George Wells Beadle (October 22, 1903 - June 9, 1989) was an American scientist in the field of genetics. He shared half of the 1958 Nobel Prize in Physiology or Medicine with Edward Lawrie Tatum for their discovery that genes act by regulating biochemical events within the cell. The other half of that year's award went to Joshua Lederberg.
Beadle and Tatum's key experiments involved exposing the bread mold Neurospora crassa to x-rays, causing mutations. In a series of experiments, they showed that these mutations caused changes in specific enzymes involved in metabolic pathways. These experiments led them to propose a direct link between genes and enzymatic reactions, known as the "one gene, one enzyme" hypothesis.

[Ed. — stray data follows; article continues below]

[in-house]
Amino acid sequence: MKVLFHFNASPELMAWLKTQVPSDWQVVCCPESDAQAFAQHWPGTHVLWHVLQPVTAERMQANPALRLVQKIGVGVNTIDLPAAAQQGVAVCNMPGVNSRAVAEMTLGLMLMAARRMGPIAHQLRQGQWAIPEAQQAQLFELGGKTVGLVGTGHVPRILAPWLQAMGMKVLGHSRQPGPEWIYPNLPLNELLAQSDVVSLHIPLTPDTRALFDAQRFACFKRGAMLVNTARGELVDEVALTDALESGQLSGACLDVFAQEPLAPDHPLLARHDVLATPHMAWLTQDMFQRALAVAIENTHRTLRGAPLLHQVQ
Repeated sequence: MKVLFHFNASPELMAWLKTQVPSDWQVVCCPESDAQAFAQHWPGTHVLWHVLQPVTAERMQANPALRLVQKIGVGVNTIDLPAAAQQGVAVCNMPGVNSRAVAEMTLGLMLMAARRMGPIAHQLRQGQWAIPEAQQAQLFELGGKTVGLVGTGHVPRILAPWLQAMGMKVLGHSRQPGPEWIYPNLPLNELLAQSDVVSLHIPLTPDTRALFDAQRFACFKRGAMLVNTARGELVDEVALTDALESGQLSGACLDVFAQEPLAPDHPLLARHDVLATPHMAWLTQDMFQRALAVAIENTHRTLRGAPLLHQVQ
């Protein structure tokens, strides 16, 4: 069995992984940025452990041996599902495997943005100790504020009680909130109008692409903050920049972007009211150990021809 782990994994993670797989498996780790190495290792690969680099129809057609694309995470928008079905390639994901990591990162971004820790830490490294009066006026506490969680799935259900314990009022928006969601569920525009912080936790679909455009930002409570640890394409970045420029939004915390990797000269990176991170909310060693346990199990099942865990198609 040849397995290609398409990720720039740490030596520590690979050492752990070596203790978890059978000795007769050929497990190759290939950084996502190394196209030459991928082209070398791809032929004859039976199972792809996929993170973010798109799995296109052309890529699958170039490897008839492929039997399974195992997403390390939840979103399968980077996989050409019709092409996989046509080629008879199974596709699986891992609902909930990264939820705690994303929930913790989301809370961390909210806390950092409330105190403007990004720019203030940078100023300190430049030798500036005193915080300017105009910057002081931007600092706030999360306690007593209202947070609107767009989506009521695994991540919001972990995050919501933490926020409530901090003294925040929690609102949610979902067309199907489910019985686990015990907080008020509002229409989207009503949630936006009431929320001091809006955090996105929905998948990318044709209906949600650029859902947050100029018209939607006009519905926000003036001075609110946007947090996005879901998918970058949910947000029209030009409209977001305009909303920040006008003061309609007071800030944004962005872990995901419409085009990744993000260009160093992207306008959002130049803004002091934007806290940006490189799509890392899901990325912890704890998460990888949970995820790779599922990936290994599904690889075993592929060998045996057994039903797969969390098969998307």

Beadle was born in Wahoo, Nebraska. He received his Bachelor of Science degree from the University of Nebraska in 1928. He received his Ph.D. from Cornell University in 1931. Beadle worked with 1933 Nobel Prize winner Thomas Hunt Morgan at the California Institute of Technology. He was a professor at Harvard University and Caltech. He also served as president of the University of Chicago from 1961-1968. He published his book The Language of Life in 1966.